You are currently browsing the daily archive for November 22, 2007.
The Adventures of Ogden: Man of the Suburb
Episode 3 – November – Giving Thanks
Ogden woke up, and it took a few seconds to gain his bearings. He was in a car, in the back seat, and his younger sister, Terry, was looking at him, trying to stifle a grin. Why was he waking up in a car? And then he felt the pain in his hand and he looked at it, very clumsily bandaged.
“You fainted,” said Terry, obviously trying not to giggle.
“I fainted?” Ogden asked
It came to him quickly. Whole family together for Thanksgiving, a little touch football outside, listening to the uncles doing dueling jokes, chatting with Terry’s new boyfriend Chad. Dad had offered to let him carve the turkey and . . . . that’s all he could remember.
“You cut yourself on the carving knife”
Ogden was now experiencing a faint memory of seeing a good amount of blood, but he didn’t want to think about it.
A voice came from the front seat “That’s right. A pretty impressive cut. Your aunt Janice ran screaming from the room” Ogden looked up. Chad was driving them to the hospital.
“Well,” said Ogden, sitting up a little, “It looks like my reaction wasn’t that impressive either.”
There was a pause in the conversation.
“So I assume we’re going to the hospital”
“That’s correct,” giggled Terry, “Mom said she’d hold off on serving the food until we get back.”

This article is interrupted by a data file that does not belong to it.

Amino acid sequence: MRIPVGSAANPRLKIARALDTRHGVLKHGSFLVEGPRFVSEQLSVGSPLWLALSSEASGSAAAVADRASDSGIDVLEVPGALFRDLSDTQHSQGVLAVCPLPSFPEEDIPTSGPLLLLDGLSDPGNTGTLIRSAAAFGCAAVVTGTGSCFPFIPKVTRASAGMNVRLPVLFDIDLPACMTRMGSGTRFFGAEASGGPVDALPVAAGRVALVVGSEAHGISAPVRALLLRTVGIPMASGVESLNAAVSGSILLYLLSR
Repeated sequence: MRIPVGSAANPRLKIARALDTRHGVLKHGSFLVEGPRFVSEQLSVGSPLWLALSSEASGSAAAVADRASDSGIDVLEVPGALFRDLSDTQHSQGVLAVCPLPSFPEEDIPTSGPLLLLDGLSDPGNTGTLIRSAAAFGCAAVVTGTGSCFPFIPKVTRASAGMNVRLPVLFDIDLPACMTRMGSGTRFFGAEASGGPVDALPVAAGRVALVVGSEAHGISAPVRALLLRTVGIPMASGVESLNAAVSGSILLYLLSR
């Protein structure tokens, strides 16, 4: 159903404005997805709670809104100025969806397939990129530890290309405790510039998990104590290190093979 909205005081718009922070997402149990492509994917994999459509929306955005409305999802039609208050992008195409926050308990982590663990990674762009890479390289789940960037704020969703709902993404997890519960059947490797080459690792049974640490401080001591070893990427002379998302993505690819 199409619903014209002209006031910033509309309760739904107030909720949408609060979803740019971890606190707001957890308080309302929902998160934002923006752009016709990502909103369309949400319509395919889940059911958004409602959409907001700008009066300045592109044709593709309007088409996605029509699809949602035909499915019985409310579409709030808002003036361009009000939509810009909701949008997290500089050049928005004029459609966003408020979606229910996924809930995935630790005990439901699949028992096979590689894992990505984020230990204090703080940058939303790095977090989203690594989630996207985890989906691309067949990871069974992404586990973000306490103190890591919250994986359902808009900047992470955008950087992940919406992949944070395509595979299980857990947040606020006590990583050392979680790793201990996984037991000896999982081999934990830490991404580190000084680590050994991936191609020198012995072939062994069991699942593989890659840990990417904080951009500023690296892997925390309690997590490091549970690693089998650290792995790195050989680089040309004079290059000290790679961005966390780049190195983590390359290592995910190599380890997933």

“So I’m screwing up the big meal for everyone.”
“Believe me, Ogden” said Chad, “No one’s blaming you. They were all feeling so sorry for you, and your Grandma called you a hero.”
“Ah.” That sounded like Grandma. So kind. More so since Grandpa had died.
So now, thought Ogden, this is what was going to happen. They would soon be getting to the hospital, the nurse would hear about his hand, they would wait three hours, the doctor would finally see him and sew him up, which would take twenty minutes, during every single minute of which Ogden would be liable to faint again. It would hurt. And they wouldn’t get home until 7:00, by which time everyone would be irritable and trying somewhat unsuccessfully to hide it.
“So, what happened?” asked Anna Joy, Ogden’s ten year old daughter fifteen years later, “Was it as bad as you expected?”
Anna was sitting between Mom and Dad on the couch, happy to be allowed to stay up and talk to them when her brother and sister were already in bed.
“No, actually. The wait was only about an hour, I was able to handle the work on my hand without losing consciousness and we were sitting down to eat before 4:30. And I think the visible happiness was authentic.”
“What about your hand?”
“Well, it healed pretty quickly, but you can still see the scar, see?” Ogden showed it to his daughter. The scar was faint but evident.
“And that was an interesting meal. I couldn’t use this hand, so Grandma offered to cut everything for me.”
“I imagine that was a humbling experience for you as a twenty five year old,” said Gretta.
“It was indeed,” replied Ogden. “But Grandma loved helping out. She still does.”
“Why didn’t you help him,” Anna asked her mom.
Ogden chuckled, “Oh, we hadn’t met yet.”
“Oh yeah,” said Anna. It was always sobering to consider your parents before they’d met. What if they never had?
“But here’s the interesting thing,” said Ogden, “I had taken a dim opinion of uncle Chad from the first day I met him. My immediate opinion of him was that he was someone who only liked to talk to people and was too interested in making himself look good. But my accident caused me to see him in a different light. He made a real sacrifice when he offered to drive me to the hospital. He really was quite helpful. I had been too quick to judge. I thank God for that lesson.”
“I like Uncle Chad!” said Anna Joy.
“So do I, now. And I am actually glad that I cut my hand, because it gave me an opportunity to rethink my opinion of him.”
“So that’s why they never let you carve the turkey!”
Happy Thanksgiving from the Responsible Puppet.